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How to calculate the data rate of IEEE 802.15.4 to be 250 kbps

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closed as unclear what you're asking by Jason R, MBaz, Peter K. Nov 4 '16 at 12:32

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    $\begingroup$ Could you rephrase a little the title from the content ? $\endgroup$ – Gilles Nov 3 '16 at 22:06
  • $\begingroup$ The standard says that at 2.4 GHz band the over the air data rate of the channel is 250 kbps, but i am looking for its justification as if how this value is calculated? $\endgroup$ – Linux-Fan85 Nov 3 '16 at 22:07
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    $\begingroup$ Could you include that (and other info you have) in your question ? $\endgroup$ – Gilles Nov 3 '16 at 22:10
  • $\begingroup$ 4 bits per symbol and 62.5 kbaud, the link might help it contains all the details of the standard [link (ecee.colorado.edu/~liue/teaching/comm_standards/2015S_zigbee/…) $\endgroup$ – Linux-Fan85 Nov 3 '16 at 22:42
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    $\begingroup$ The rate is not really calculated, it is specified. $\endgroup$ – MBaz Nov 3 '16 at 23:02
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You have $16$-ary symbols, each symbol requires $4$ bits. With a chip rate of $1000$ K, the symbol rate is $1000/16=62.5$ K, hence the bit rate is $4\times 62.5=250$ Kbps. Did you mean this calculation?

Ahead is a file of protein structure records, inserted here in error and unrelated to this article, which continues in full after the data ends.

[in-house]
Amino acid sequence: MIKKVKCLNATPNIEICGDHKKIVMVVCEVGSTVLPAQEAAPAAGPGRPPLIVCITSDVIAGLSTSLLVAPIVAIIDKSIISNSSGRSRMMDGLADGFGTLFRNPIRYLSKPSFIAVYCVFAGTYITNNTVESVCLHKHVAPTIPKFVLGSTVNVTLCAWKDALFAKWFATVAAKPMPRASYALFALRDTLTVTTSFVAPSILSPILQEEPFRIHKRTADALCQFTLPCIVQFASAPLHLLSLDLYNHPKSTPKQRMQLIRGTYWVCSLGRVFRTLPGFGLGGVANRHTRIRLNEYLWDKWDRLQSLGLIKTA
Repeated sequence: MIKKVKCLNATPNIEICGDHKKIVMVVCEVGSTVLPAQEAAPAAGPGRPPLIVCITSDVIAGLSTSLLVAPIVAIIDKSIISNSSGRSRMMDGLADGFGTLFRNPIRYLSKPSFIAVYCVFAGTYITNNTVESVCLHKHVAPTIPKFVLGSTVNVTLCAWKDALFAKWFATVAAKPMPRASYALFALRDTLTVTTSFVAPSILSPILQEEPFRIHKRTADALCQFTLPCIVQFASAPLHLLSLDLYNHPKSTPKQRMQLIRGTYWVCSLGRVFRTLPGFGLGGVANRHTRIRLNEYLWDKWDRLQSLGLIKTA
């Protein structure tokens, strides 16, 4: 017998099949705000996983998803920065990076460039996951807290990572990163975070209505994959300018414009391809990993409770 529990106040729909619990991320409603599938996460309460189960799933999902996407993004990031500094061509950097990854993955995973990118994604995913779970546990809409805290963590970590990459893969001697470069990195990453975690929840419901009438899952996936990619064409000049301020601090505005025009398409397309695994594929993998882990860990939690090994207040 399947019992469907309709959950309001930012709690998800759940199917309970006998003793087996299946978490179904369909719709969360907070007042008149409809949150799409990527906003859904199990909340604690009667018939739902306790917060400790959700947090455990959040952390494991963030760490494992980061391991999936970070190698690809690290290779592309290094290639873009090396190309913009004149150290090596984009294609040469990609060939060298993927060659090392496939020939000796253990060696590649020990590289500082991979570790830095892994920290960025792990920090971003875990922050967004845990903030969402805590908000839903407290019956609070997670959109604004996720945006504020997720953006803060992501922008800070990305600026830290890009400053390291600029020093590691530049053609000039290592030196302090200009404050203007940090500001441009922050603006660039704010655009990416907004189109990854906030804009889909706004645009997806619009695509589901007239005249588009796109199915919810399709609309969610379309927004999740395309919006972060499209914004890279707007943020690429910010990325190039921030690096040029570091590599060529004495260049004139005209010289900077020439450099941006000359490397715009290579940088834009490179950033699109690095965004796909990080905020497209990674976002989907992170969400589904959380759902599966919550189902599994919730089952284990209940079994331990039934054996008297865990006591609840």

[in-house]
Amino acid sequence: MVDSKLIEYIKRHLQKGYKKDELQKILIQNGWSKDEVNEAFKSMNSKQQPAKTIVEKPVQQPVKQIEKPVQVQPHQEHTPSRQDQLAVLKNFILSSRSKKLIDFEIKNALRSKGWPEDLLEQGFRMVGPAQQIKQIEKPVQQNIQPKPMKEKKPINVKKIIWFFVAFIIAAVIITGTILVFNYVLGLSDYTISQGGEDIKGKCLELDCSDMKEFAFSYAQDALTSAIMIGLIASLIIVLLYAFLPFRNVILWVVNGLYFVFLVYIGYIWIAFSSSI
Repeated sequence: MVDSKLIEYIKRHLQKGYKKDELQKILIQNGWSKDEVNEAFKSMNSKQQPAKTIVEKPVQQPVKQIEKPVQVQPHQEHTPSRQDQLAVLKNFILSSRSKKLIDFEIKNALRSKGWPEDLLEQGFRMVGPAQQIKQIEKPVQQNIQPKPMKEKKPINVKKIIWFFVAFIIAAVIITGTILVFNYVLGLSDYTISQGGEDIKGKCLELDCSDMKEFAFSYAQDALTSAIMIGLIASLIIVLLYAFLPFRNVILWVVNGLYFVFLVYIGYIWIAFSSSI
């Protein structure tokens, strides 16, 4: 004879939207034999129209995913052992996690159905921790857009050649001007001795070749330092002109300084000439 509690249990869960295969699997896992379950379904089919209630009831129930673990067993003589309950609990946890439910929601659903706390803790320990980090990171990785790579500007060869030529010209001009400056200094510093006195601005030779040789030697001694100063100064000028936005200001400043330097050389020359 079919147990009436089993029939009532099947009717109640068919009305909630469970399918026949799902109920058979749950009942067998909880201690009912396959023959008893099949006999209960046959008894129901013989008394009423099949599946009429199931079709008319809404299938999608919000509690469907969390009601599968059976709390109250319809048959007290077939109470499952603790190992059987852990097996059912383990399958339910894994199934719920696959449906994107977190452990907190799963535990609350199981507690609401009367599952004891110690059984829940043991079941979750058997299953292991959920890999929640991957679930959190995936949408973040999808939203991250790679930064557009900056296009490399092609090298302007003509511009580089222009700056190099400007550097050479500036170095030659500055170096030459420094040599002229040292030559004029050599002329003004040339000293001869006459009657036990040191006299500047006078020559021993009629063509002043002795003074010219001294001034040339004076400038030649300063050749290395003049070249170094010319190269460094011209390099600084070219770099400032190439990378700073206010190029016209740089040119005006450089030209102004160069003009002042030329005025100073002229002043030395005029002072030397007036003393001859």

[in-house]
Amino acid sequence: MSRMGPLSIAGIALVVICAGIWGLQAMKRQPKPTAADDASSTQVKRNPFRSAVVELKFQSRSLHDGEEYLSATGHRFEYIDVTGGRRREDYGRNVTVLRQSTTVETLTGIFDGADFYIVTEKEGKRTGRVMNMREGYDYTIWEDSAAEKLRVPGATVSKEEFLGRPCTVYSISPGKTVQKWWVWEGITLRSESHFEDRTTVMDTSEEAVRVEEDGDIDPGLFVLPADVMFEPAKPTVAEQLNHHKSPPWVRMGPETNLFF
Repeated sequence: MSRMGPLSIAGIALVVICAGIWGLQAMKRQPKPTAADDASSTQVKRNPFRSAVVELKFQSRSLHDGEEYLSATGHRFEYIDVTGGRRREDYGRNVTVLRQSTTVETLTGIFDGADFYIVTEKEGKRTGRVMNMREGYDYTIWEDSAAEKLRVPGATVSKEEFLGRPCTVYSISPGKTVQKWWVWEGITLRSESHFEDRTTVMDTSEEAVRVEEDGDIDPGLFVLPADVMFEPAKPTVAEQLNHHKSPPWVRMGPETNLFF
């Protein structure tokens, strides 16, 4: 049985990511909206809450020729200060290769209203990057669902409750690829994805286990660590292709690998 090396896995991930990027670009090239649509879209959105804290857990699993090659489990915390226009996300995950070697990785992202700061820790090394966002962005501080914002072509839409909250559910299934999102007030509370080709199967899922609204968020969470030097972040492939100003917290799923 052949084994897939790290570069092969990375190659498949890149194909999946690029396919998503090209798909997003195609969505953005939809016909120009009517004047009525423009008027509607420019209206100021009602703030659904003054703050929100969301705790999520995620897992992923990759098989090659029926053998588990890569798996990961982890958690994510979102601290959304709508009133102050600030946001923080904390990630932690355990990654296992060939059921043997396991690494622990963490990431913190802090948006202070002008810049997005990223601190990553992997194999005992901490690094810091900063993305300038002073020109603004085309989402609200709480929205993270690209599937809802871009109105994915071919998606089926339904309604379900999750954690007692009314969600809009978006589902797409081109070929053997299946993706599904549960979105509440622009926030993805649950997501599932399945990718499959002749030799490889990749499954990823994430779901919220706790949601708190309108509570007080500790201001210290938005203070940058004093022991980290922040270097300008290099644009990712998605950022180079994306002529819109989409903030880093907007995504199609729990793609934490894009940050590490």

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  • $\begingroup$ Thanks @msm, can you please provide a reference for the formula you are using, I mean what is the exact formula of symbol rate by which you calculated the 62.5 kbaud, although as per wikipedia symbol rate, baud rate and modulation rate are same things. please explain the relationship between chip rate and symbol rate. thanks $\endgroup$ – Linux-Fan85 Nov 4 '16 at 15:56
  • $\begingroup$ I used no specific formula, but I can explain it to you more (maybe you can write it down as a formula). So we use a modulation with strings of length 16 to represent each symbol. Hence, we divide chip rate to symbol length to find the symbol rate first. Next, the bits per symbol is 4 (since 4 bits can represent a symbol). So bit rate is (symbol rate)(bits per symbol), and symbol rate is (chip rate/length of symbol). $\endgroup$ – msm Nov 4 '16 at 21:22

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